Cutts took to Google+ this week to share his experience of his Skype account being hacked.
Cutts, who does not often use Skype, received four e-mails, written in Russian, through the application.
Due to the volume of e-mail Cutts receives daily, he opted not to translate the messages.
Then he received this e-mail:
“I am a researcher in the field of security. Unfortunately Skype support does not respond to a message about the vulnerability of their systems. You quadrupeds person and may be able to influence the situation. I apologize … Your password from skype account – [removed]. I also examine the security of your systems. If you’re interested, I can send you the results.
“With best regards….”
The next morning, it was reported by the hackers themselves that Skype had a security hole.
A Nov. 14 blog post — Hack any Skype account in six easy steps — offered detailed directions on hacking Skype user accounts. The blog pointed out a major flaw with the previous password reset system — users were able to reset a password without having access to the e-mail account in question.
Skype quickly remedied the situation, however.
“This issue affected some users where multiple Skype accounts were registered to the same e-mail address,” wrote Skype’s Leonas Sendrauskas in a Nov. 14 blog post. “We suspended the password reset feature temporarily this morning as a precaution and have made updates to the password reset process today so that it is now working properly.”
Skype also issued a statement saying, “We are reaching out to a small number of users who may have been impacted to assist as necessary.”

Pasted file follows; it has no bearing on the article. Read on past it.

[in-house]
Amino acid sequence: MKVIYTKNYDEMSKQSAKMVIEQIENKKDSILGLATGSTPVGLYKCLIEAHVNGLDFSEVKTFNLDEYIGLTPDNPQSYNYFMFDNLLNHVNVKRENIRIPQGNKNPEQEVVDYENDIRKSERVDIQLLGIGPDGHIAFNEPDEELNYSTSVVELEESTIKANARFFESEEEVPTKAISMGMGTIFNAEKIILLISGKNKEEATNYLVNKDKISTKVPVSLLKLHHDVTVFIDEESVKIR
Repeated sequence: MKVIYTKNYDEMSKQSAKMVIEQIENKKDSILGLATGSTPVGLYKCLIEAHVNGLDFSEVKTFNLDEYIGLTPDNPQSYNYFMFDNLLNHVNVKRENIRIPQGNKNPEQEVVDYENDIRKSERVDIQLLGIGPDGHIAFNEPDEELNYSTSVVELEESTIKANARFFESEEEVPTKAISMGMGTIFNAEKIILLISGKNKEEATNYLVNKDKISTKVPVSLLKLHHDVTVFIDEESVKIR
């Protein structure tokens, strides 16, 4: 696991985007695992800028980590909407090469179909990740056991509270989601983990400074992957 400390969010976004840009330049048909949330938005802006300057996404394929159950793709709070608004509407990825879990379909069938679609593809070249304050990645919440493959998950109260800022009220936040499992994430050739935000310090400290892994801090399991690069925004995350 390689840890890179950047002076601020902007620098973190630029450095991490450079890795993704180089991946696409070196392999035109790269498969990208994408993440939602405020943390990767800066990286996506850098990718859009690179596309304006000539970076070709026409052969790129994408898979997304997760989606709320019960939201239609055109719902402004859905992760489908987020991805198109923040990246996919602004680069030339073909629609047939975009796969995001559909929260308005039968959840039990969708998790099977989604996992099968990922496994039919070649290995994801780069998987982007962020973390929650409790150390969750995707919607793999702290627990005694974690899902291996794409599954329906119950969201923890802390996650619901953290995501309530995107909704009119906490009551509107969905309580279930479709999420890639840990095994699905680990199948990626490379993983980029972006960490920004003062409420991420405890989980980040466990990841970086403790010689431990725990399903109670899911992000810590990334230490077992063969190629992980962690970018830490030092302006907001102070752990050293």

Cutts said he only uses Skype when he is a guest on This Week in Google.
“So it wasn’t until today (Dec. 5) that I tried to log in. Sure enough, my original password didn’t work,” he said. “As always, it sucks to get hacked. I’ve talked to a lot of people who have had their website hacked, and it really feels like a violation.
“In this case, I had a month of distance and the attacker sent me the new password, so it wasn’t really that stressful. It does suck that it was Skype’s fault though — the best security practices in the world don’t help if the vulnerability is on the provider’s side. If I had any money stored with Skype, I’d feel more angry and disappointed.”
Cutts said he is “doubly disappointed” that Skype did not contact him about being hacked.
“They said that they’d reach out to users who were impacted, but they never reached out to me. Are there other Skype users who were hacked that Skype hasn’t notified or helped?”
Surprisingly, Cutts is not overly annoyed with the hacker.
“I’m not that angry at the ‘security researcher’ who hacked my account. He e-mailed me to let me know the new password, which is about as polite and good-mannered as you can expect from someone hijacking your account.”
Cutts said while the hack was out of users’ hands in this particular case, account security is still wise.
He recommends using a two-step authentication, which adds an extra layer of security to one’s account. Google offers such a service. In addition to the user’s username and password, he or she must also enter a code that Google sends via text or voice message upon the user signing in.
This makes it more difficult for hackers to access one’s account because he or she would have to discover not only the password and username, but the code as well. Read more about the service here.
Cutts also suggests using a PIN or unlock pattern on one’s cellphone.